Saturday, November 7, 2009

Art in the Garden

Gardening Gone Wild has invited us all to post about art as an inspiration for the garden as part of their Garden Blogger's Design Workshop series.

That made me think about the art I have in my garden, the connections from the art to the wonderful people who gave it to me or who made it, and the beautiful juxtaposition of the ever-changing plants and ever-solid art pieces.

The wind chime on the left was a gift from Country Mouse's daughter. Maybe it's not art, but it's so pleasing to the eye, and I can see the bright yellow stained glass sun right from my kitchen window. What better sight on a gloomy day? What better thought then friendship and connection? What better inspiration?

Around the corner, a Chinese porcelain seat on which I've currently placed two frogs that were a gift from my mother in law. I'm very fond of frogs, and looking at them serenading my on their bright yellow brings instant joy. Yes! I'm in the garden now"


For me, a garden becomes a garden not just through the plants. Humans bring their gifts to the garden in the form of beautiful pottery, attractive benches, fountains, and of course, sculpture.

My favorite piece is my Buddha face, a Christmas gift from Mr. Mouse. Nestled between the stones and ferns in the redwood habitat, it reminds me of the great Buddha faces surrounded by tree roots in Cambodia.

Moss is slowly starting to grow on the face, more noticeable in winter, and I'm hoping the face will grow into the garden more and more.

The Buddha from Indonesia, quite a bit smaller, is in the shade, quite well hidden. I enjoy it when I come across a small piece of art as a surprise, and while I know this buddha is here, I still enjoy that it's a little hard to see.


The third Buddha statue we have was from a temple in China that was flooded as part of the three gorges dam project. My meditation teacher had several buddhas and buddha heads for sale at one time, and Mr. Mouse and I liked the Maitreya immediately.


It also seemed to be a very reasonable price considering how old it was supposed to be. Well, we later found it it's actually not that old, but I actually prefer not to have a valuable antique in my garden. Maitreya Buddha, the Buddha of the future, is traditionally shown seated in a chair. That, leaves space in front and to the sides for an attractive display of flowers, and in spring I enjoyed the blossoms of blue-eyed grass and an attractive annual around the base. Now that it's fall, only a small succulent remains, but we can still enjoy the statue itself and its beautifully carved head.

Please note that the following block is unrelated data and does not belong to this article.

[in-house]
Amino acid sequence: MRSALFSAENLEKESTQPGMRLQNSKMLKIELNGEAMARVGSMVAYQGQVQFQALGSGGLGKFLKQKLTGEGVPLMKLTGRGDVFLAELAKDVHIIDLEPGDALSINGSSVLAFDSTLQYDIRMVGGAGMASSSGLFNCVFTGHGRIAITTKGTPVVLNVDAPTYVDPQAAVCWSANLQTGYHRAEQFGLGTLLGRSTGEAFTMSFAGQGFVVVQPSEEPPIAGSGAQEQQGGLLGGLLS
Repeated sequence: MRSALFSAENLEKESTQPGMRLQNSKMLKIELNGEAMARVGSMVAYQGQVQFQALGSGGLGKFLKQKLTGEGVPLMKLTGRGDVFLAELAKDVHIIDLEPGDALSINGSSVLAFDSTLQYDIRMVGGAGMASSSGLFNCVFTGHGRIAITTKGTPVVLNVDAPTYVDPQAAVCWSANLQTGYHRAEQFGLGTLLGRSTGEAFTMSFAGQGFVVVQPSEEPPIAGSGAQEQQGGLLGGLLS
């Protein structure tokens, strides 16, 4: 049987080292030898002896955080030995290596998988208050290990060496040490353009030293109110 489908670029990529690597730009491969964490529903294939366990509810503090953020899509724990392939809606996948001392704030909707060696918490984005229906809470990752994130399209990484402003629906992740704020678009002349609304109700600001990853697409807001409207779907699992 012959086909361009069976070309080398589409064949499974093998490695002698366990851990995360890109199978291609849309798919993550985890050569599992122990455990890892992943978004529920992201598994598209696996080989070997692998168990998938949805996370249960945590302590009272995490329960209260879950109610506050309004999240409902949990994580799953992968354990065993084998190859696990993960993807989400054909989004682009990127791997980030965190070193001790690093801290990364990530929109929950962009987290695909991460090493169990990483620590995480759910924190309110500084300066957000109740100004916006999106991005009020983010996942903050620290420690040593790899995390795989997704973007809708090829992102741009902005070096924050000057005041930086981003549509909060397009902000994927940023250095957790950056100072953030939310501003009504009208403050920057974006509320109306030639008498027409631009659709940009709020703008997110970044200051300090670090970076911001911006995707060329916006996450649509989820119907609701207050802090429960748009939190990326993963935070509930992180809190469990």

In that way, the different art pieces in my garden remind my of people I love, and inspire me to work on making a home for them that's tranquil yet full of life. And my music are the fountains and the songs of the birds.

2 comments:

Randy Emmitt said...

That Maitreya Buddha is lovely, it is really something. Ever get tired of it you know who to contact.

Country Mouse said...

Lovely indeed - I let Ms Epona (since we are all "pseudonomouse" and my younger offsprung is a horse woman) know you had mentioned her in your post - she'll be happy. I can't do such a post as you have done: The only art (or decor) items I have consciously purchased for the garden are a small Buddha head, a small sitting Buddha, and an antique life ring (for the pool area). Oh and a reclining gnome, in honor of my grandfather's garden gnome that I loved. We also have one frog, a gift from a young relative. And a small wooden bridge from the cage of my favorite pet rat, Hermione, on her burial spot. I like the serenity of the Buddha figures, and the relaxed jollity of the gnome. They remind me not to be always busy. But the main "ornament" in our garden is actually an eyesore: the big ugly steel support for a gigantic tv satellite dish that was here when we purchased our place. The dish is long gone of course - easy to disassemble. But the stand stubbornly remains, embedded in concrete. We keep trying to visualize it as modern art. Or as a support for something yet to be built. Visual beauty is something I appreciate but have difficulty creating. So I'm off to clean some seeds! Now I know why cleaning them is so important - but more of that in a later post.